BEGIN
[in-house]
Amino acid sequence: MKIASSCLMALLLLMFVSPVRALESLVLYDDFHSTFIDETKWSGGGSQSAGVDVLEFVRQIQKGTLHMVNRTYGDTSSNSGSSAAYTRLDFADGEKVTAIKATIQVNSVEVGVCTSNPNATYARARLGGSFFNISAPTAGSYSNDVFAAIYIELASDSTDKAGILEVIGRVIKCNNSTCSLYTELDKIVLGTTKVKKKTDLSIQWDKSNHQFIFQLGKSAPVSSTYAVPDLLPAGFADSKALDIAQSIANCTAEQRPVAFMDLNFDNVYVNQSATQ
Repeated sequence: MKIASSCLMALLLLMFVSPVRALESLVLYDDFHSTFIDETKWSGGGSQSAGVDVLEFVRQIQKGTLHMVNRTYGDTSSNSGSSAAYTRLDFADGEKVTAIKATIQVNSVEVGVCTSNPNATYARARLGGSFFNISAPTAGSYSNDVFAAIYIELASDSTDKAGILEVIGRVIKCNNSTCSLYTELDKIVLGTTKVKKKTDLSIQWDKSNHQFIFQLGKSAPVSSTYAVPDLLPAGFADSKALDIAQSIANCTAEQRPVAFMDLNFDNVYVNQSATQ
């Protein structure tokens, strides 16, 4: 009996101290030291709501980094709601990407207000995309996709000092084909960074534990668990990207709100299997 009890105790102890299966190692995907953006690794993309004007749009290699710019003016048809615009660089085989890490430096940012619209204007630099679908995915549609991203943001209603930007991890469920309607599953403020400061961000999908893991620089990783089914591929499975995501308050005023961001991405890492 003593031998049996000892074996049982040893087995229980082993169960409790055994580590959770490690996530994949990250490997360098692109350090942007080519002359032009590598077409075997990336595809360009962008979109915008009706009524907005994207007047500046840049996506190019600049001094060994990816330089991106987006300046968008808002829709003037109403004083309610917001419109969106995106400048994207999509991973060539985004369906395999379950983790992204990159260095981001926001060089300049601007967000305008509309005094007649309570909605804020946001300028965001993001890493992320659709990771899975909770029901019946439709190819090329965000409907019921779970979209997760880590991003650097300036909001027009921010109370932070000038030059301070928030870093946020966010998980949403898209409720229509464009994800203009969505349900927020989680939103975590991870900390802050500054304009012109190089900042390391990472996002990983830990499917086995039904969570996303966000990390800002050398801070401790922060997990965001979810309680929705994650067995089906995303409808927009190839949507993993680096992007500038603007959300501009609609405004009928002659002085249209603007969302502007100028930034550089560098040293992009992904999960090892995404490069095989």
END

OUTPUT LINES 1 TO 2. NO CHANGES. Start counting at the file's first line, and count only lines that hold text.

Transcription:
[in-house]
Amino acid sequence: MKIASSCLMALLLLMFVSPVRALESLVLYDDFHSTFIDETKWSGGGSQSAGVDVLEFVRQIQKGTLHMVNRTYGDTSSNSGSSAAYTRLDFADGEKVTAIKATIQVNSVEVGVCTSNPNATYARARLGGSFFNISAPTAGSYSNDVFAAIYIELASDSTDKAGILEVIGRVIKCNNSTCSLYTELDKIVLGTTKVKKKTDLSIQWDKSNHQFIFQLGKSAPVSSTYAVPDLLPAGFADSKALDIAQSIANCTAEQRPVAFMDLNFDNVYVNQSATQ